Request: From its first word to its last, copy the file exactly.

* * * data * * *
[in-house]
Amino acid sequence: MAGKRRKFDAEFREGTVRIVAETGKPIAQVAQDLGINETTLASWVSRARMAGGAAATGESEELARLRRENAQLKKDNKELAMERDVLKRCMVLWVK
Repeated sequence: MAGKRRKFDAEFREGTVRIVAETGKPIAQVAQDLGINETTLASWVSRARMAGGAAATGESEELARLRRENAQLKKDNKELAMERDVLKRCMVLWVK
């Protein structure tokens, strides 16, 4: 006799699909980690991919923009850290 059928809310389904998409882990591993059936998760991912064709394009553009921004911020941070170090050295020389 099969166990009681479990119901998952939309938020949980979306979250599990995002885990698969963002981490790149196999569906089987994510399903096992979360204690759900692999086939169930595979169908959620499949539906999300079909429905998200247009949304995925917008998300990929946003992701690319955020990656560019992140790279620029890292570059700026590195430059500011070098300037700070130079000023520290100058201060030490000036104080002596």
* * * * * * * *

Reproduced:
[in-house]
Amino acid sequence: MAGKRRKFDAEFREGTVRIVAETGKPIAQVAQDLGINETTLASWVSRARMAGGAAATGESEELARLRRENAQLKKDNKELAMERDVLKRCMVLWVK
Repeated sequence: MAGKRRKFDAEFREGTVRIVAETGKPIAQVAQDLGINETTLASWVSRARMAGGAAATGESEELARLRRENAQLKKDNKELAMERDVLKRCMVLWVK
């Protein structure tokens, strides 16, 4: 006799699909980690991919923009850290 059928809310389904998409882990591993059936998760991912064709394009553009921004911020941070170090050295020389 099969166990009681479990119901998952939309938020949980979306979250599990995002885990698969963002981490790149196999569906089987994510399903096992979360204690759900692999086939169930595979169908959620499949539906999300079909429905998200247009949304995925917008998300990929946003992701690319955020990656560019992140790279620029890292570059700026590195430059500011070098300037700070130079000023520290100058201060030490000036104080002596």